Exactly two years ago, two (now former) police officers horrifically and repeatedly tasered a woman who was described as obviously mentally disabled. It was an act so unnecessary, and rife with sadism, that a United States District Court Judge was compelled to give actual prison time – incredibly rare and noteworthy. The firing of officers Eric Walters and Franklin Brown is incredible enough, although the incident did rock Marion, SC residents, especially since the woman, 40-year-old Melissa Davis, was well known in the community.
Just how sadistic was this particular incident? Not only did the two officers need not electrocute her to begin with, but it’s clear from court documents that they were getting their jollies from what happened next. Even more pathetic, are the actual sentences.
Sadly, it started when Davis left the yard of a house for sale and was immediately targeted as a suspect of breaking in. Walters asked a question and blasted her with a taser. As if that were not perturbing enough, because tasers are not ostensibly meant for that purpose, it just gets more twisted from there.
A story about the incident, when it happened, based information off the now questionable police report which portrays an officer talking to Davis and explaining he would detain her before she allegedly takes off running, fights to get free, would not “comply” and might get away in order to justify repeated shocks. Prosecuted had a different account, and held that her mental condition should have been obvious.
Here is a summary of what happened according to court documents:
- First shock takes place, Davis falls to ground, head is injured
- Ordered to place hands behind back while having been electrocuted, but again, given no time…
- Shocked four more times by Walters while on ground
- Brown arrives for backup. Walters decides to take probes out of back, determining she had done nothing wrong (because Brown had checked the house out)
- But guess what? Brown alleged that one of her hands was loose from the cuffs so he shocked her three times. She was witnessed in hand cuffs, on curb and surrounded by other officers
- Then…(presumably) Brown offered to let her go if she would submit to getting shocked one more time in the forehead
- Brown told the other officers that he shocked her because he “did not want to touch that nasty b*tch”
- A previous report notes the EMS treated her for bleeding from the left eye area
- SLED investigation ordered by Police Chief Jim Grey
A vulnerable, handicapped woman shocked at least eight times while in an even more vulnerable position. Getting ridiculed and treated like an object; a toy of sadism. Walters and Brown admitted in court that she never posed any threat to them and pleaded guilty to one count of deprivation of rights and unreasonable force. (It takes an obscene amount of force to get that charge.)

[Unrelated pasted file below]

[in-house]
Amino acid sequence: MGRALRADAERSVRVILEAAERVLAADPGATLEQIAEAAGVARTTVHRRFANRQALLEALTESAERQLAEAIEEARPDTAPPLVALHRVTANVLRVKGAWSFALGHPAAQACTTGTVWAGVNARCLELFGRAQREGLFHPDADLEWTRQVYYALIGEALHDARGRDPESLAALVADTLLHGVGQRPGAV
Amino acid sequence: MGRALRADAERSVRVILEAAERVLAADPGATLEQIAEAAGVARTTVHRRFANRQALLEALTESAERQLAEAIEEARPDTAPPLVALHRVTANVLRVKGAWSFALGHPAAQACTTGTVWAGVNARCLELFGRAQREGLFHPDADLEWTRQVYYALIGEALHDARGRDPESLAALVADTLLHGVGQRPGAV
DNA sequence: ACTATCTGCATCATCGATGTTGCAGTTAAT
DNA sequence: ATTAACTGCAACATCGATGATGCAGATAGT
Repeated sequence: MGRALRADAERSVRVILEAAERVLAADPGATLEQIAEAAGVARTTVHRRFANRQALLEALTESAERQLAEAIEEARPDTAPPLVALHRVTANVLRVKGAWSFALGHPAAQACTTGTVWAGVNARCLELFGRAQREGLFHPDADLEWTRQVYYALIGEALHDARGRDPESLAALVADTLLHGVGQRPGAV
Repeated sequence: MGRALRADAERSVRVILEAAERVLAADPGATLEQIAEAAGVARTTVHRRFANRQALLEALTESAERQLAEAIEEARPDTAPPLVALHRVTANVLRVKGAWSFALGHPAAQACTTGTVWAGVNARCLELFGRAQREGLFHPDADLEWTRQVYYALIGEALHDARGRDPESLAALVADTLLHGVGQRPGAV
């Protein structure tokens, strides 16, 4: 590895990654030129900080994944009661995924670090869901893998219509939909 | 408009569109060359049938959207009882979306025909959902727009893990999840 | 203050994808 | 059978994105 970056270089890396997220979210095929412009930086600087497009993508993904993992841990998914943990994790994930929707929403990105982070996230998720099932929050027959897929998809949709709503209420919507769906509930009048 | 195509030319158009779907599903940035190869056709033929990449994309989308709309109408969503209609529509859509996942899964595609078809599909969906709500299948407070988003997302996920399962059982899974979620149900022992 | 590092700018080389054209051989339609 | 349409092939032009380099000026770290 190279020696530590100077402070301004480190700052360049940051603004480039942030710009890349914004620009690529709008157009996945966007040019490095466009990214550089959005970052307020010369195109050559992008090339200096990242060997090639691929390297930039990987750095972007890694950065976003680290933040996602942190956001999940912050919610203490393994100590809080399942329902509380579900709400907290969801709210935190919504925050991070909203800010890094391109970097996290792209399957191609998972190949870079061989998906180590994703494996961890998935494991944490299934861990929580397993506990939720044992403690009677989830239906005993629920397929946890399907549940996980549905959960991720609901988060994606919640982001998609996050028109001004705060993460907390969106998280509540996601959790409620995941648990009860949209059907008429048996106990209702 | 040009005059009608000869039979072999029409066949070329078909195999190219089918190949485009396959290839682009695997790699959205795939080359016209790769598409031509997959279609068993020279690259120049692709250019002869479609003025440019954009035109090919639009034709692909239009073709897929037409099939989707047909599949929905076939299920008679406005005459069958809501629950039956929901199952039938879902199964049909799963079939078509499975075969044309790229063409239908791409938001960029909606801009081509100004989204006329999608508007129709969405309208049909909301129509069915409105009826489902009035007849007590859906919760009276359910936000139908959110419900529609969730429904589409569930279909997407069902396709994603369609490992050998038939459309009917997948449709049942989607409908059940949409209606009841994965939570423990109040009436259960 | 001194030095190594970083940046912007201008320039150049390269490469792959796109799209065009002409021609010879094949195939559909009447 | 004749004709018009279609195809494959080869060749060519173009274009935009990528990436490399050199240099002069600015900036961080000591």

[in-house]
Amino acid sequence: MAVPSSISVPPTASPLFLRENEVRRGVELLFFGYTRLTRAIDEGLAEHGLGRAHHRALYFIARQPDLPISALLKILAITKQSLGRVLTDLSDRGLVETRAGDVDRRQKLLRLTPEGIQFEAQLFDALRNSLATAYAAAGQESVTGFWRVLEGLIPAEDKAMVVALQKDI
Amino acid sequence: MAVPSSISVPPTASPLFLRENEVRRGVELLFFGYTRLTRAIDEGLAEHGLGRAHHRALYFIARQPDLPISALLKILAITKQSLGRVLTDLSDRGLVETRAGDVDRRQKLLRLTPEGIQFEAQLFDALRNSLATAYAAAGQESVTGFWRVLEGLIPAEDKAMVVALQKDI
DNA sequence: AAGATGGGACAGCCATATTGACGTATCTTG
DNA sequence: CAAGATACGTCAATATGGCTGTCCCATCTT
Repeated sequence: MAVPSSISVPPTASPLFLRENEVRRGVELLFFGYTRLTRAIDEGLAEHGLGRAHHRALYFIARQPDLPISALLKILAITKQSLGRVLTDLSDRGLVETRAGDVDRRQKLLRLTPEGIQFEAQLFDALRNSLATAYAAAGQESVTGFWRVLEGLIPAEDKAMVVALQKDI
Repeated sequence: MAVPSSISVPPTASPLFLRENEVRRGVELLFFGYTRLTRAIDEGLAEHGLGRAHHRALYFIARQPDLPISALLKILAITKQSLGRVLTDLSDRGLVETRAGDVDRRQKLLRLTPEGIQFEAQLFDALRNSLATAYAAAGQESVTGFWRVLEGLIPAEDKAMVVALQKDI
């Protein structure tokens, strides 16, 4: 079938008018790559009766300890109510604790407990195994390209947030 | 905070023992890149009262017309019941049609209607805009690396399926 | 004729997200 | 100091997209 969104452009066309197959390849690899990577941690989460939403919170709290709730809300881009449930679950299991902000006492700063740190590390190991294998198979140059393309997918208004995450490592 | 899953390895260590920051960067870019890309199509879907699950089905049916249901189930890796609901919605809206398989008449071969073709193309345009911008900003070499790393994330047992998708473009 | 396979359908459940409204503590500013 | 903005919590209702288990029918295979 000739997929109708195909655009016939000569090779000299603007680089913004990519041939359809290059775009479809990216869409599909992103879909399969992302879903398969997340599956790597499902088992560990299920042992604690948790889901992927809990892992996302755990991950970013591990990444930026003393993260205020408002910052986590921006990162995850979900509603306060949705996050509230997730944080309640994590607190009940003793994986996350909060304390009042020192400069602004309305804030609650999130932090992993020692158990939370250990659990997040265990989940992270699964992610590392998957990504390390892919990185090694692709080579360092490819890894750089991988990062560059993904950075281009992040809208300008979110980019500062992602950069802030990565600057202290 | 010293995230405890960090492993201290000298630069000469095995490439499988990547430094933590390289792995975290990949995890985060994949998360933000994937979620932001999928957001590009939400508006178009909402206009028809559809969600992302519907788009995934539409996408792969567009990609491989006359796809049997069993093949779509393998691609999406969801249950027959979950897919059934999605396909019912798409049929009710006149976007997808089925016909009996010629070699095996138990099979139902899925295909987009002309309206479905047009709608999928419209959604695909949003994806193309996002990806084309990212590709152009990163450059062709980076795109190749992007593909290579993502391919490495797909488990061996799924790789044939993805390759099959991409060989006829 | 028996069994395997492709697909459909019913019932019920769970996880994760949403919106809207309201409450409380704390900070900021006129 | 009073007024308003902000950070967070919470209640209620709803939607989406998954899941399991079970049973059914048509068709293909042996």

Judge Bryan Harwell found the behavior “inappropriate” and “unnecessary.” He was moved to sentence the two perpetrators, but only for the minimum amount of time based on federal guidelines. Walters received 12 months and a day and Brown received 18 months. They will reside in an out-of-state corrections institute with preferential consideration for their former law enforcement status. The maximum recommendation was up to 10 years in prison and $250,000 in fines.
Bill Nettles, United States attorney for South Carolina, said:
Law enforcement officers are entrusted with the state’s police powers to maintain and restore order. In this case, the officers abused that authority, and purposefully hurt the victim who at the time posed no threat to these officers or anyone else. No just society can tolerate this sort of abuse by those who wear the badge.
Davis, who has long required a caretaker, continues to suffer night terrors, sweats, trauma, emotional upsets and is only now starting to talk about what happened. A federal law suit seeks at least $2 million for damages and civil rights violations.
A case could be made for attempted homicide as tasers are not playthings – they have already killed over 500 people. Officers ARE trained on them and are subjected to shocks so they know what they are wielding. This does not seem to impart much empathy. Tasers were hailed as a way to replace shootings in apprehending potentially dangerous suspects, but unfortunately they are being used as makeshift torture devices when the opportunity presents. Sadly, the mentally impaired and disabled appear to be targeted for their use.
- The Insidious Response from SC Officers Who Tased Autistic Man
- Officer Fired For Helping Suicidal Student Instead of Tasing
- No Real Limitations on Tasers Used for Minor Infractions or Just Because
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